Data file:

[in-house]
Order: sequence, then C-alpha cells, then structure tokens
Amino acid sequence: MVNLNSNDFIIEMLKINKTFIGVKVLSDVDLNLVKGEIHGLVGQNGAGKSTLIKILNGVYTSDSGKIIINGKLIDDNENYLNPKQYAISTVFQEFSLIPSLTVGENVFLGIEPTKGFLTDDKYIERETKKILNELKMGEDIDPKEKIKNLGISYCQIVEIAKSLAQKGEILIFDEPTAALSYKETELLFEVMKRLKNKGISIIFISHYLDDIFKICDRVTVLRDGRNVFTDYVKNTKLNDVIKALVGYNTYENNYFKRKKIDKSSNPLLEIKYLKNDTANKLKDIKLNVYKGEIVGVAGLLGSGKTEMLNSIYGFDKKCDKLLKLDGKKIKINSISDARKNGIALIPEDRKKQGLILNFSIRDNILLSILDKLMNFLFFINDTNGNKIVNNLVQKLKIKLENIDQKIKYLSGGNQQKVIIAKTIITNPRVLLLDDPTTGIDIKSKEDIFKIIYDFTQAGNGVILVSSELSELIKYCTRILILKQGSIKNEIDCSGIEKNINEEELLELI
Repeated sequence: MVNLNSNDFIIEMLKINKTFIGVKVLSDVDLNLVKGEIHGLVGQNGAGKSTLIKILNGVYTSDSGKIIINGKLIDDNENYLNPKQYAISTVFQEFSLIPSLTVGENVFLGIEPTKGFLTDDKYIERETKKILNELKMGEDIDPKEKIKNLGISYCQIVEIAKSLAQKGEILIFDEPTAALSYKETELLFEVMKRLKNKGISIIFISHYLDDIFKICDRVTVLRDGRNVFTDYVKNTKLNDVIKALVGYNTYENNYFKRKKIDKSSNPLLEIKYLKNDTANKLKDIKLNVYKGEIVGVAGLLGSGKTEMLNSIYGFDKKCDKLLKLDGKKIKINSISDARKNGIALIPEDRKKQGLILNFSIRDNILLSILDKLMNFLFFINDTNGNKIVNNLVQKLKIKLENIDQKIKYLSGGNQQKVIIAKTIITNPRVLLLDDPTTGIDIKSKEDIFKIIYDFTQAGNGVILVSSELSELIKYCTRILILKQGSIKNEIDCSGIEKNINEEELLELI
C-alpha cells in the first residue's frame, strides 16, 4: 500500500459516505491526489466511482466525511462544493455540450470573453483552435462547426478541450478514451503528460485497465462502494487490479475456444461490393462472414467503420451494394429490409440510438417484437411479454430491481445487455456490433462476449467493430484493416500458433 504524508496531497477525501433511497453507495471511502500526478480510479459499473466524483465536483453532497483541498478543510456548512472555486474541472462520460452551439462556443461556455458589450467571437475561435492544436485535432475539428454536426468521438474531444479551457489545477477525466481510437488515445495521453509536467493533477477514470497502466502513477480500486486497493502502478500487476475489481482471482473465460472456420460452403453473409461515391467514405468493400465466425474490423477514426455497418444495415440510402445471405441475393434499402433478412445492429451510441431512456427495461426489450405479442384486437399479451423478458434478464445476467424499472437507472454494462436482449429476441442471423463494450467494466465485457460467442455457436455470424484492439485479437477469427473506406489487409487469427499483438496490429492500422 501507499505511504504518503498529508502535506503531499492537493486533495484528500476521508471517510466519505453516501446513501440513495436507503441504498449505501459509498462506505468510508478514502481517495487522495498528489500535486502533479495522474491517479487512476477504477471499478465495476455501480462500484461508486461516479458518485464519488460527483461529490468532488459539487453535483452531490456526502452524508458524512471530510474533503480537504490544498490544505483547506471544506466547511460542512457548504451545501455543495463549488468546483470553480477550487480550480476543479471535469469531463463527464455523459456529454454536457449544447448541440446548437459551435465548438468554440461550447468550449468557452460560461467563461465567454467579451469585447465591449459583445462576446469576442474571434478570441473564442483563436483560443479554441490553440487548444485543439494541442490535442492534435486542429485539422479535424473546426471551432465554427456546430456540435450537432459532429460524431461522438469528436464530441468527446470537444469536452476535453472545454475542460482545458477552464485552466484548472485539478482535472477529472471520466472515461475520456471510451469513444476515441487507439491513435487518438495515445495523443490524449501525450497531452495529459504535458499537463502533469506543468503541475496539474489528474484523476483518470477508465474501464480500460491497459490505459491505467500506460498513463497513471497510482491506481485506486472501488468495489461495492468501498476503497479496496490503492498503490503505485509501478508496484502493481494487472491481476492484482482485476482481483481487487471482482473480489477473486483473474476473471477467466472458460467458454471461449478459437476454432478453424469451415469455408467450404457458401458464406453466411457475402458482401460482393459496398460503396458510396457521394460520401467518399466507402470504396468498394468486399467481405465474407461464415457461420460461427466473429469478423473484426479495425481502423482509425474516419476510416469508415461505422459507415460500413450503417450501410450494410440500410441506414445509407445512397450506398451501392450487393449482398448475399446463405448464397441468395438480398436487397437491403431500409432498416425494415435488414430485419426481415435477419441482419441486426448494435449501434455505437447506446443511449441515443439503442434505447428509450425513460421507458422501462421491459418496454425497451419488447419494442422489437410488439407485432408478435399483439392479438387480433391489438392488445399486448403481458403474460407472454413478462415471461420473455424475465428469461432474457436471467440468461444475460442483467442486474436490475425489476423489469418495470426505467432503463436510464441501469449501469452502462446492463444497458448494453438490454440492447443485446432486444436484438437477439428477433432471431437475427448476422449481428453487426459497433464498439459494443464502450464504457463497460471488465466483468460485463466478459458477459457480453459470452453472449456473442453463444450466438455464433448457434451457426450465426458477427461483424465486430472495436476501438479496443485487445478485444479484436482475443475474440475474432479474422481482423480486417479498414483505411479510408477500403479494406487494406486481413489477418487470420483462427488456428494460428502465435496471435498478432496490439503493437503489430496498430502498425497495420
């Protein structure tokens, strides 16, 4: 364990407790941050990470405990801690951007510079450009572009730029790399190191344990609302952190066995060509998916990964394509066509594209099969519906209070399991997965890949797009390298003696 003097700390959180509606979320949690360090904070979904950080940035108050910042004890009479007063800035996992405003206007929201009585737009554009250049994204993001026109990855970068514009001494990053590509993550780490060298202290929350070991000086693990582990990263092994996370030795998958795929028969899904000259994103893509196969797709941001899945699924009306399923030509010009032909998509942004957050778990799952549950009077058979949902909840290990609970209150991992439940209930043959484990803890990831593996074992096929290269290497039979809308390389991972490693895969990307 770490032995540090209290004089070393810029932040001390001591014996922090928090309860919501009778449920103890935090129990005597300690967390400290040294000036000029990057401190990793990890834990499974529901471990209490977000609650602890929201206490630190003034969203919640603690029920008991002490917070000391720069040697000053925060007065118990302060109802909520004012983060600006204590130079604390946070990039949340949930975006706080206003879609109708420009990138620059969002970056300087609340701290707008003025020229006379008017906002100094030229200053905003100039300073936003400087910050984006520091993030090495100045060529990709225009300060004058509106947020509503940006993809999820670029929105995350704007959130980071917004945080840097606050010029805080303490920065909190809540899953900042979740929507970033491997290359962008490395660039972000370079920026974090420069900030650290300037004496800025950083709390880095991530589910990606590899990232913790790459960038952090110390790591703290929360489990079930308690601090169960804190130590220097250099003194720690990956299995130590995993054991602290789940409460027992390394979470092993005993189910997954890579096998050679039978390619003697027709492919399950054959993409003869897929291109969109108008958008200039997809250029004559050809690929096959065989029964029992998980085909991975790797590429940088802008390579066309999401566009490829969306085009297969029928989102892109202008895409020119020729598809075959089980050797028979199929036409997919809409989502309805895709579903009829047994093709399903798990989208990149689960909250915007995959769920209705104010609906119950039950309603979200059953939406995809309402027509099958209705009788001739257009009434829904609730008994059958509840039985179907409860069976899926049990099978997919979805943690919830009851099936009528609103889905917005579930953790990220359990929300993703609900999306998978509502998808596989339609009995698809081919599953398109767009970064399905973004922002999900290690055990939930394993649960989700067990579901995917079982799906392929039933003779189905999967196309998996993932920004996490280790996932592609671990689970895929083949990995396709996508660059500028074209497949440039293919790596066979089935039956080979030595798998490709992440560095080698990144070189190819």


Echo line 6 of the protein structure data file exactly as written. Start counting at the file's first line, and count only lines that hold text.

């Protein structure tokens, strides 16, 4: 364990407790941050990470405990801690951007510079450009572009730029790399190191344990609302952190066995060509998916990964394509066509594209099969519906209070399991997965890949797009390298003696 003097700390959180509606979320949690360090904070979904950080940035108050910042004890009479007063800035996992405003206007929201009585737009554009250049994204993001026109990855970068514009001494990053590509993550780490060298202290929350070991000086693990582990990263092994996370030795998958795929028969899904000259994103893509196969797709941001899945699924009306399923030509010009032909998509942004957050778990799952549950009077058979949902909840290990609970209150991992439940209930043959484990803890990831593996074992096929290269290497039979809308390389991972490693895969990307 770490032995540090209290004089070393810029932040001390001591014996922090928090309860919501009778449920103890935090129990005597300690967390400290040294000036000029990057401190990793990890834990499974529901471990209490977000609650602890929201206490630190003034969203919640603690029920008991002490917070000391720069040697000053925060007065118990302060109802909520004012983060600006204590130079604390946070990039949340949930975006706080206003879609109708420009990138620059969002970056300087609340701290707008003025020229006379008017906002100094030229200053905003100039300073936003400087910050984006520091993030090495100045060529990709225009300060004058509106947020509503940006993809999820670029929105995350704007959130980071917004945080840097606050010029805080303490920065909190809540899953900042979740929507970033491997290359962008490395660039972000370079920026974090420069900030650290300037004496800025950083709390880095991530589910990606590899990232913790790459960038952090110390790591703290929360489990079930308690601090169960804190130590220097250099003194720690990956299995130590995993054991602290789940409460027992390394979470092993005993189910997954890579096998050679039978390619003697027709492919399950054959993409003869897929291109969109108008958008200039997809250029004559050809690929096959065989029964029992998980085909991975790797590429940088802008390579066309999401566009490829969306085009297969029928989102892109202008895409020119020729598809075959089980050797028979199929036409997919809409989502309805895709579903009829047994093709399903798990989208990149689960909250915007995959769920209705104010609906119950039950309603979200059953939406995809309402027509099958209705009788001739257009009434829904609730008994059958509840039985179907409860069976899926049990099978997919979805943690919830009851099936009528609103889905917005579930953790990220359990929300993703609900999306998978509502998808596989339609009995698809081919599953398109767009970064399905973004922002999900290690055990939930394993649960989700067990579901995917079982799906392929039933003779189905999967196309998996993932920004996490280790996932592609671990689970895929083949990995396709996508660059500028074209497949440039293919790596066979089935039956080979030595798998490709992440560095080698990144070189190819």